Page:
City Approves KKK Permit
(Memphis) The City of Memphis has issued a permit for the KKK to host a demonstration March 30.
The protest was prompted by the city council removing three Confederate-related names from Memphis parks.
The permit was approved by Memphis Police Director Toney Armstrong.
Protestors will not be allowed to cover their faces or carry any weapons.
The protest will take place 1:30-4 p.m. at 140 Adams Street on Saturday, March 30th.
Director Armstrong says so far his talks with the KKK have been, “very respectful,”though he mentioned a sense of disorganization coming from the Klan.
He said he has had several talks with representatives of their group, one of which joined the Klan by phone and continued to call back to change his mind about even being involved in the KKK.
For that reason, Armstrong could not predict how many people might show up.
Director Armstrong has said he wants Memphians to enjoy their Easter weekend and to know police will handle any problems.
“We felt that it was better to make this decision, rather than to decline it and take the chance on independent protests without having control over it,” Armstrong said.
He added, “Obviously, being an African American man, it’s something I wish I didn’t have to do. But I took an oath to serve and protect, and I did not take an oath that I would protect certain groups of people.”
The officers working that rally are currently undergoing additional riot training, and the Shelby County Sheriff’s Office has agreed to help.
Armstrong will reach out to other municipalities’ police departments soon.
The NAACP has said they will not make a comment, as they would like to ignore the event so as not give it validity.
Other groups echo that sentiment. The Sons of Confederate Veterans wish to keep the name of Forrest Park, but oppose the idea of the KKK rally.
“We’re not happy about the Klan coming to Memphis, because that would just cause disruption, bad reputation for the city, a lot of turmoil. It will just increase the racial divisiveness here,” said Lee Millar.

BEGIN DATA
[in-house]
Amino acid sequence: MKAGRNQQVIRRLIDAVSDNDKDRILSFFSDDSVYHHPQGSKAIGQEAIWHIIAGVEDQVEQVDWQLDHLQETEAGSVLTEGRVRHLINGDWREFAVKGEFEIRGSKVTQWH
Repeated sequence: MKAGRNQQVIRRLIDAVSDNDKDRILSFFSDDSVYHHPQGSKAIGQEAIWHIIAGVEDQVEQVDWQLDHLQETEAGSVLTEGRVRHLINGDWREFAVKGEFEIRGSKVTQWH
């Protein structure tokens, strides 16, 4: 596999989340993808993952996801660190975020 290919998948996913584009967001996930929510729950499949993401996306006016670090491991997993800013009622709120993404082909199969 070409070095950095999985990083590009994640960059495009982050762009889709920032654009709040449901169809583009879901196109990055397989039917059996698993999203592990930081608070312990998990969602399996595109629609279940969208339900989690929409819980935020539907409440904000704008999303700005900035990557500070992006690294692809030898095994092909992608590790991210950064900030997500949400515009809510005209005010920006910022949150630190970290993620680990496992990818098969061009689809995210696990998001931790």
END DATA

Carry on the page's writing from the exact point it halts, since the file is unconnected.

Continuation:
Millar said he believes it’s a good idea to prohibit masks, because if anything happens, law enforcement can identify the person.
Meanwhile, the Southern Christian Leadership Conference is hosting a prayer vigil earlier that week to commemorate the 45th anniversary of Dr. Martin Luther King Jr.’s death.
Rev. Dwight Montgomery said their goal is for groups to come together in Memphis to solve the city’s issues.
“We can handle our own problems without hate groups coming in bringing about further division,” he said.
Armstrong advised everyone to stay away from the downtown area on that day. For those who wish to attend, he urges them to behave in a lawful manner, as police will be very strict with a zero-tolerance policy for both Klan and anti-Klan participants.
City Attorney Herman Morris said, “We have known from the beginning that denying this application would result in a legal fight on constitutionality that would be long, divisive, expensive, and that would unnecessarily prolong the decision. We have all, however, been very attune to Director Armstrong’s review given the critical role the Memphis Police Department will play in a proposed demonstration.”
There was damage after a KKK protest held in downtown Memphis in 1998 though the damage was done by anti-KKK protestors.
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